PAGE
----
The Word Has Been Abroad – Introduction 1

We begin with a proxy. Life does not leave time for Hans Urs von Balthasar‘s seven-volume The Glory of the Lord: A Theological Aesthetics, but it does leave time for Aidan Nichols’s guide to this seven volume work, The Word Has Been Abroad. So where you see a characterization of Balthasar, remember its a characterization of Nichols characterizing Balthasar.

The Glory of the Lord is itself but the first piece piece of Balthasar’s systematic theology trilogy, and the one in which he meditates upon the good, the beautiful, and the true. The rest of the trilogy includes the five-volume Theo-Drama: Theological Dramatic Theory, examining “the action of God and the human response, especially in the events of Good Friday, Holy Saturday, and Easter Sunday” and the three-volume Theo-Logic (in which Balthasar examines ontology and the relation of the nature of Jesus Christ (christology) to reality itself.

Happily, Balthasar seems to be a biblicist, in the best sense of the word. That is, he has a high view of and robust respect for holy scripture and its role in the life of believers. Importantly, for our purposes, he begins his systematics in The Glory of the Lord with aesthetics and an extended consideration of beauty (glory) and its role. This is important, because I anticipate that human attitudes, beliefs, and practices regarding beauty significantly determine the nature and extent of their interaction with culture.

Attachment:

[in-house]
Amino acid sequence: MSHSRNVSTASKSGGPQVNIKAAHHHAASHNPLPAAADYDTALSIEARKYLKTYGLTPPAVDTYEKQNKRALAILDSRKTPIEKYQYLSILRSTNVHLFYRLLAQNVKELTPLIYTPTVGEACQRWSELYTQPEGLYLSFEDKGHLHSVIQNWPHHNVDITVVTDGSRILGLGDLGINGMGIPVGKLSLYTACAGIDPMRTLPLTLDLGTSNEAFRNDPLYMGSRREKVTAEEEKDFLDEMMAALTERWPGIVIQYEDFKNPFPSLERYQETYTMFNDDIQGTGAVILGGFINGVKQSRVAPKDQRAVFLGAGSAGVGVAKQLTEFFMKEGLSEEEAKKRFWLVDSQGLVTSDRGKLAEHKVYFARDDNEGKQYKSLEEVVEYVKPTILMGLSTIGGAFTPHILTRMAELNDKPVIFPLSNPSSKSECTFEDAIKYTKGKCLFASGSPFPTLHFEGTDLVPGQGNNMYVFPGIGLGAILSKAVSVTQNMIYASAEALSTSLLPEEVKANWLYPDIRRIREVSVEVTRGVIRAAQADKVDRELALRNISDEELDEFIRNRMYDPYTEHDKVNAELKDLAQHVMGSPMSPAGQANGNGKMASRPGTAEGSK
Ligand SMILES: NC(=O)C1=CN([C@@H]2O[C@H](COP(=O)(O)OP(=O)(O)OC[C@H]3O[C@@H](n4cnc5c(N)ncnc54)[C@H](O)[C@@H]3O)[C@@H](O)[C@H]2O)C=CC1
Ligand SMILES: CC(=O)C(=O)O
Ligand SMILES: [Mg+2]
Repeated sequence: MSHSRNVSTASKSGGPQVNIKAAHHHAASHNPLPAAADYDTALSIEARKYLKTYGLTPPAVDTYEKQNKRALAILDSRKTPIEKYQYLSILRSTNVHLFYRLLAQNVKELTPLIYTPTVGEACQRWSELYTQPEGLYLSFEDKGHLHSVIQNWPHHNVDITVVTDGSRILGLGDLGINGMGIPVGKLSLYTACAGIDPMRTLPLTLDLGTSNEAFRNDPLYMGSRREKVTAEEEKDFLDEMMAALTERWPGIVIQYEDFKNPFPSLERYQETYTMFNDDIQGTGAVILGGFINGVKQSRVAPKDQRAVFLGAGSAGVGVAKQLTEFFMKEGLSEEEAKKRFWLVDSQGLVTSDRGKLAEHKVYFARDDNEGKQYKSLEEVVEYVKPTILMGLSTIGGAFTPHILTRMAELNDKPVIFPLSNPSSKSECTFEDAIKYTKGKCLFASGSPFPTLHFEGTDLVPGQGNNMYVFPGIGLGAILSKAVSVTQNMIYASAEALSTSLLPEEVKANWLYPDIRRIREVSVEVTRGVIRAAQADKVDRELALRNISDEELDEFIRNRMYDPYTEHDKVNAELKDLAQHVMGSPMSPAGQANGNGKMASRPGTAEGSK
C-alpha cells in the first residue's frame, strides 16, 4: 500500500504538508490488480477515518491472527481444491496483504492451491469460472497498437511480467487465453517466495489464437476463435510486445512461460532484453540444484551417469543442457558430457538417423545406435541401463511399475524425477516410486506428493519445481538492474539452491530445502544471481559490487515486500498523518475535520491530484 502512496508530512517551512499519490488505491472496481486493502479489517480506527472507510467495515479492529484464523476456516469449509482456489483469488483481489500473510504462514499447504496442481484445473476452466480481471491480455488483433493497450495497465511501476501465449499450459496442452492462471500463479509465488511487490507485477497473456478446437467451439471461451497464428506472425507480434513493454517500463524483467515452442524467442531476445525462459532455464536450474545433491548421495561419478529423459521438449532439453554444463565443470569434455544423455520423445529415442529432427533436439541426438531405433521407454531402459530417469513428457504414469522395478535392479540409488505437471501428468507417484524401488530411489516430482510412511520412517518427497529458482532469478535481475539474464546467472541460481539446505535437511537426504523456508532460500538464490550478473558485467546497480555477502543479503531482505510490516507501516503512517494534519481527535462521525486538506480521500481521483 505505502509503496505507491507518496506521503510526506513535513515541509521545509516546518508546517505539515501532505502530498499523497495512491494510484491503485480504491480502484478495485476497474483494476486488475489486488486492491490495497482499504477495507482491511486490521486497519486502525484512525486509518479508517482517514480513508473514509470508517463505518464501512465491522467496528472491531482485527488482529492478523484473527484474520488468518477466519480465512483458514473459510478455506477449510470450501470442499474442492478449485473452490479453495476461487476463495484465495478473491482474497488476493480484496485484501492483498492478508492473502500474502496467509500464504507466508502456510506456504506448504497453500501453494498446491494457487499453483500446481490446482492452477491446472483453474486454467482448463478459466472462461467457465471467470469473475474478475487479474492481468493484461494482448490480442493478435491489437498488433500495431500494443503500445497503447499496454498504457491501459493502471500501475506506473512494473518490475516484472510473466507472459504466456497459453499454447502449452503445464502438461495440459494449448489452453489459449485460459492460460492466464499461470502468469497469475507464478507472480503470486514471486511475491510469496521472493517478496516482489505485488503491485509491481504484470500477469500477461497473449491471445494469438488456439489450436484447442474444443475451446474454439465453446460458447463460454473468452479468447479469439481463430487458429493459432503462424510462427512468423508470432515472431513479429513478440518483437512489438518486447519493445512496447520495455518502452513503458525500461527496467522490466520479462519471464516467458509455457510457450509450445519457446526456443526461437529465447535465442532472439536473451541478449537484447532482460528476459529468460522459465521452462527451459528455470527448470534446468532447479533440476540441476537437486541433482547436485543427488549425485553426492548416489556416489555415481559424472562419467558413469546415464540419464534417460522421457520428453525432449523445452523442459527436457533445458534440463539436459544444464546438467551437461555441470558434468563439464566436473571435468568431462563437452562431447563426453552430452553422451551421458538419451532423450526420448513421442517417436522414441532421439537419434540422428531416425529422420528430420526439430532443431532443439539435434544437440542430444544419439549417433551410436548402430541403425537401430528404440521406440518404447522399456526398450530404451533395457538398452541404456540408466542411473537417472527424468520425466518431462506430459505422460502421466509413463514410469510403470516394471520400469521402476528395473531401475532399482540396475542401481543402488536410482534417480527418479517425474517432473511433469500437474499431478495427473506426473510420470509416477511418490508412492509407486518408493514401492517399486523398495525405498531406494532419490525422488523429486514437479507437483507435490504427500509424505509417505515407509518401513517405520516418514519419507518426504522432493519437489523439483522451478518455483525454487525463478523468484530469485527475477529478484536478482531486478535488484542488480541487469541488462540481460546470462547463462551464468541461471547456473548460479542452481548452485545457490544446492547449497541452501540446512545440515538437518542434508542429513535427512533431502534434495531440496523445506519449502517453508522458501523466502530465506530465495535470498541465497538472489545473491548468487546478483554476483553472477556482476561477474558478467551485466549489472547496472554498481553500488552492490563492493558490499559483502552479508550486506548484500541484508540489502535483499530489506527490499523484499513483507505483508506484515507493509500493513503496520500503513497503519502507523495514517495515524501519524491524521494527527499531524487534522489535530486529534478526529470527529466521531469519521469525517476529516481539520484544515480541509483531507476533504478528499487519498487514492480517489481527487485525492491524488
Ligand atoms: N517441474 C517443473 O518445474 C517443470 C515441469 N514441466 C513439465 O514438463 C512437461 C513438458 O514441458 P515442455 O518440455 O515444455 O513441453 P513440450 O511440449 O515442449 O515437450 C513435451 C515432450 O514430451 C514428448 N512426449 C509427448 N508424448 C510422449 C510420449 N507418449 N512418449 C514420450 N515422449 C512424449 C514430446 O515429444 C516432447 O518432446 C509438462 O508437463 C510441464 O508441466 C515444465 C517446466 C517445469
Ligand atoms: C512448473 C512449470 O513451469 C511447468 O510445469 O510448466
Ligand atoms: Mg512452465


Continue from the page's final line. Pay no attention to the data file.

The key to the trilogy is found in the Scholastic notion of transcendental determinations of being, qualities so pervasive throughout reality that they crop up in all the categories of particular being, and so may be said to ‘transcend’ such categorical distinctions as those differentiating substance and accident, quality and mode. . . .There is a correspondence, an analogy, as well as a staggering disproportion . . . between worldly beauty and divine glory. There is a correspondence, an analogy, as well as a staggering disproportion between finite freedom and the infinite freedom of God. There is a correspondence, an analogy, as well as a staggering disproportion between the structure of created truth and the structure of divine truth. (xix)

Many recent theological debates have quibbled over the extent that we can (and should) learn of God and glimpse His mission in the world in the created order and through “common grace.” This fundamental premise of the Trilogy gives greater texture to this proposition (that general revelation does have much to teach of God and something of his mission as well), and reminds us of just how BIG are His presence and activity in the universe and its creation. The discussion of general revelation, common grace, and their role in the church has seemed rather flat to me; this analytical key to the Trilogy begins to restore multidimensionality to that debate.

Beauty corresponds to glory. It may take some time to unpack and examine that one.

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